In this study, the investigators will test a drug called Tranexamic Acid (TXA). The body stops unwanted bleeding naturally by forming blood clots; TXA stops these blood clots dissolving (antifibrinolytic), helping to keep bleeding spots plugged. TXA has been shown to decrease hematoma volume in a small group of CSDH patients. The investigators hypothesize that TXA can help reduce the remaining volume of CSDH after surgery and lower the chance of it getting bigger again. Half of the patients in this study will be randomly assigned to take TXA tablets, while the other half will take placebo. Remaining CSDH after burr-hole surgery will be measured over time to quantify treatment success.
Dr. T. L. Roy
Dr. A. D. Dueck
Sunnybrook Health Sciences Centre
Magnetic resonance imaging (MRI) in the assessment of peripheral arterial disease
Peripheral arterial disease (PAD) is a morbid, mortal and prevalent condition that affects over 800,000 Canadians. It is one of the most common cardiovascular diseases. Decreased blood flow to the leg causes exertional pain and is associated with poor quality of life and disability. When PAD is severe it is called “critical limb ischemia”. In this subset of patients, major amputation is required within 1 year in up to 40% of patients.
Current treatment options for PAD involve re-establishing blood flow to the leg through either bypass surgery or percutaneous vascular intervention (PVI). PVI is an attractive, minimally invasive approach with improved morbidity and shorter length of hospital stay compared to surgery. However, not all lesions are amenable to PVI and it has a high failure rate of 20% and high re-intervention rate of 30%. PVI is guided with x-ray fluoroscopy, which offers very limited visualization of the diseased arteries in the leg, making it difficult to predict if PVI would be successful or even possible to treat specific patients. Prompt, definitive revascularization is necessary to avoid major amputation, and appropriate patient selection is critical.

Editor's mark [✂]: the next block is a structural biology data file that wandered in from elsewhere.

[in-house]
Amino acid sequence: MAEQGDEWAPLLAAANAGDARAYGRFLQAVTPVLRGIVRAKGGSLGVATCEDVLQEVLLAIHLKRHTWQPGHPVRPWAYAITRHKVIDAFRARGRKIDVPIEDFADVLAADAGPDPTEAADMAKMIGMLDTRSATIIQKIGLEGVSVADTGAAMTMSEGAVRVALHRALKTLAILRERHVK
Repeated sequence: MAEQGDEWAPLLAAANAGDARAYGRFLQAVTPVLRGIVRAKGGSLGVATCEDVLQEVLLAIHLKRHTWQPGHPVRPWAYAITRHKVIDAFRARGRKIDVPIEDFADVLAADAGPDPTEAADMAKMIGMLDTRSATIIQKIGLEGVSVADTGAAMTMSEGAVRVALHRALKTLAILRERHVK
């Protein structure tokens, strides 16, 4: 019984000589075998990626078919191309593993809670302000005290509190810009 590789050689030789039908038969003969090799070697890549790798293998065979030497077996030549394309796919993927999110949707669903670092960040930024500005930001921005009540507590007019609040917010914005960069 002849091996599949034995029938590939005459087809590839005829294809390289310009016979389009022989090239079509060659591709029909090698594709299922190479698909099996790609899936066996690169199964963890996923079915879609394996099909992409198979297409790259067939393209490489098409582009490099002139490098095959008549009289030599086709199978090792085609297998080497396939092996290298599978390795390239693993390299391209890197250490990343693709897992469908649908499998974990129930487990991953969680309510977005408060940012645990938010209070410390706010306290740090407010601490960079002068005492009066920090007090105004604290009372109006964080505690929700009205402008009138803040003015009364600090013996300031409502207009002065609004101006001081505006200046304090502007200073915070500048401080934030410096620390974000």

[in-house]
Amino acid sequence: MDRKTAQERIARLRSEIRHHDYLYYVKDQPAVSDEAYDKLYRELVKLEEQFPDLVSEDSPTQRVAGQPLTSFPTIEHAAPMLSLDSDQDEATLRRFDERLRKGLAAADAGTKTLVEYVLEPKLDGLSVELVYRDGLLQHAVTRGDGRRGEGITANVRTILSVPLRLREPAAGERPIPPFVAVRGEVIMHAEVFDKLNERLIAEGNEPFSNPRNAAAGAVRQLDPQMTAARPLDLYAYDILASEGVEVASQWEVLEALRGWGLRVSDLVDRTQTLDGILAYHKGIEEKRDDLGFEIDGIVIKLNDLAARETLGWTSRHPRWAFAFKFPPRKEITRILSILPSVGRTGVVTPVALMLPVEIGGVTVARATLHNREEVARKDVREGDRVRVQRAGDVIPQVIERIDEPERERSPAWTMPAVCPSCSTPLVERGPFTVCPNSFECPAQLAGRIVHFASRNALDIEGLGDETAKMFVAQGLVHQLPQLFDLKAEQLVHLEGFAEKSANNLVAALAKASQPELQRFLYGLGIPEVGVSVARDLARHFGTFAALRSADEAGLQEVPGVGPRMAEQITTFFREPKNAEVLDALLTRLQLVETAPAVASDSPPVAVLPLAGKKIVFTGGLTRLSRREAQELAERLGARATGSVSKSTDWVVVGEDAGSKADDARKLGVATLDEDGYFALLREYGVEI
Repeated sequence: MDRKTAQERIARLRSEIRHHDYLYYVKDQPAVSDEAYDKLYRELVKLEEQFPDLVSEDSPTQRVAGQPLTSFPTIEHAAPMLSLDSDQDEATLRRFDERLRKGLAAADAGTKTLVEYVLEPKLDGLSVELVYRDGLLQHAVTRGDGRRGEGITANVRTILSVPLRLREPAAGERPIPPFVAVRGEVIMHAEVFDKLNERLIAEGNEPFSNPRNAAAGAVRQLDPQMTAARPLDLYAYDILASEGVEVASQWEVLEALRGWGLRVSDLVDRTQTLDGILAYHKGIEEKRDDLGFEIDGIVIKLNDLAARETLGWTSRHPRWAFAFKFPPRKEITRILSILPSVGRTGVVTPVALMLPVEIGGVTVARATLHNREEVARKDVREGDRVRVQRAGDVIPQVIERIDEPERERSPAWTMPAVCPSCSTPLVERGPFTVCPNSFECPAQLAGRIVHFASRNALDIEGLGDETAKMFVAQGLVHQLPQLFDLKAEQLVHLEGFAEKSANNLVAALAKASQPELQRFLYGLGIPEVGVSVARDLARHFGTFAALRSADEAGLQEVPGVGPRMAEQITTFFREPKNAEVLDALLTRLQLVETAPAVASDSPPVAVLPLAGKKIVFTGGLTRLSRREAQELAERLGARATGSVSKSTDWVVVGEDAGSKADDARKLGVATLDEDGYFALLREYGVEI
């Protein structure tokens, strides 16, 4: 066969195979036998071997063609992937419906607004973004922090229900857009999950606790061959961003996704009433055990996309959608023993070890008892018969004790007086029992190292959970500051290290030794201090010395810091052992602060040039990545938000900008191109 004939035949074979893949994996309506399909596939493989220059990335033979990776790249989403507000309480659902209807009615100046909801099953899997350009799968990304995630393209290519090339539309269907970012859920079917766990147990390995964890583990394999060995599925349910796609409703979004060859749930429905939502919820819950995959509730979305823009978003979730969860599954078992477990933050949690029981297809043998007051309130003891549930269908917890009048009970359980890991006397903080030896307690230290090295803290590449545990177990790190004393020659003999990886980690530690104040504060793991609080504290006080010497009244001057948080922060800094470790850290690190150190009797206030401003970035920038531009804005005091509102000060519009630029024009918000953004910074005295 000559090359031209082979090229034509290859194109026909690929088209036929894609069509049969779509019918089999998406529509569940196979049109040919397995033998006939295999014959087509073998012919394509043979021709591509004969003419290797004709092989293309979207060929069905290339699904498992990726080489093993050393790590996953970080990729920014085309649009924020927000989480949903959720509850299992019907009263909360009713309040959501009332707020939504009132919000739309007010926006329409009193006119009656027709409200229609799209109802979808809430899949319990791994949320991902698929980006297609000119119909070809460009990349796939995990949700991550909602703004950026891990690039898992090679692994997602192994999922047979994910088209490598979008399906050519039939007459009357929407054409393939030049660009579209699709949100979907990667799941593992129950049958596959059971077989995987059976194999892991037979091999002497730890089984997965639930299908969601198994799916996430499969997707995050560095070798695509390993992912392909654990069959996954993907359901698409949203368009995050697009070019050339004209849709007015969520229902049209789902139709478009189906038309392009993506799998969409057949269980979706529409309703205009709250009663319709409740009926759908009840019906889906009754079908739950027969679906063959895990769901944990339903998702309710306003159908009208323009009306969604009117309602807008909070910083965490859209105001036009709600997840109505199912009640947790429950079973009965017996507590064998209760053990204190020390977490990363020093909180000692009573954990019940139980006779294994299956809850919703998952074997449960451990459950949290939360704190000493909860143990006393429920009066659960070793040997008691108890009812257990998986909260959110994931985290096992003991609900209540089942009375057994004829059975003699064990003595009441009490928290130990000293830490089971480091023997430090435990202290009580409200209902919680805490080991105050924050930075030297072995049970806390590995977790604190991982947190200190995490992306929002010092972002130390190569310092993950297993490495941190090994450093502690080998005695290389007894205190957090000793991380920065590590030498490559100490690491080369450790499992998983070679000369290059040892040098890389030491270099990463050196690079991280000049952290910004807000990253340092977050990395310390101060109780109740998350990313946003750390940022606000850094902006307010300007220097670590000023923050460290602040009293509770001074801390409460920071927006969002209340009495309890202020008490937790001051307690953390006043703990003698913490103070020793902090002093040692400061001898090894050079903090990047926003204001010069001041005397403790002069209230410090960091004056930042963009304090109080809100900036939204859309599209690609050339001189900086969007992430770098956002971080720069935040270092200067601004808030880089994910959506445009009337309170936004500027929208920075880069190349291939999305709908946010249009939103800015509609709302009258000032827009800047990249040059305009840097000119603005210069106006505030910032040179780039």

MRI is capable of producing high quality images of the blood flow in the legs. In our study, we will develop and validate MRI methods of visualizing diseased arteries in the leg to facilitate PVI planning. MRI has the potential to significantly advance the treatment of PAD by enabling physicians to make more effective decisions with respect to patient selection to reduce PVI failure rates. MRI also holds significant promise to characterize diseased arteries to facilitate tailored wire and device selection to improve the success rates and durability of PVI. Informed patient, wire and device selection is key to improving amputation rates, disability outcomes and quality of life in this growing patient population.
Dr. J. Yoon
Dr. B. Clarke
University Health Network
DICER1 in uterine rhabdomyosarcoma, adenosarcoma and carcinosarcoma - a potential diagnostic tool for molecular distinction
Study of rare tumours has allowed researchers to identify genes important for cancer formation/progression, as well as identifying potential therapeutic targets. DICER1 is such a gene with numerous roles in the gynaecological tract, including development and fertility, as well as being implicated in uterine cancer. Based on previous works, including works by the collaborator, the investigators propose that a specific gynaecological tract tumour, known as embryonal rhabdomyosarcoma, is associated with mutations in the DICER1 gene. To prove this idea, the investigators are employing the state-of-art sequencing technology to examine for mutations in the DICER1 gene. By comparing features seen under the microscope, DNA sequence data and clinical data, the investigators can test their hypothesis and determine the significance of mutated DICER1. The obtained results will be important for both the patient and their family members, as inherited mutations in DICER1 increase risks for a number of different diseases.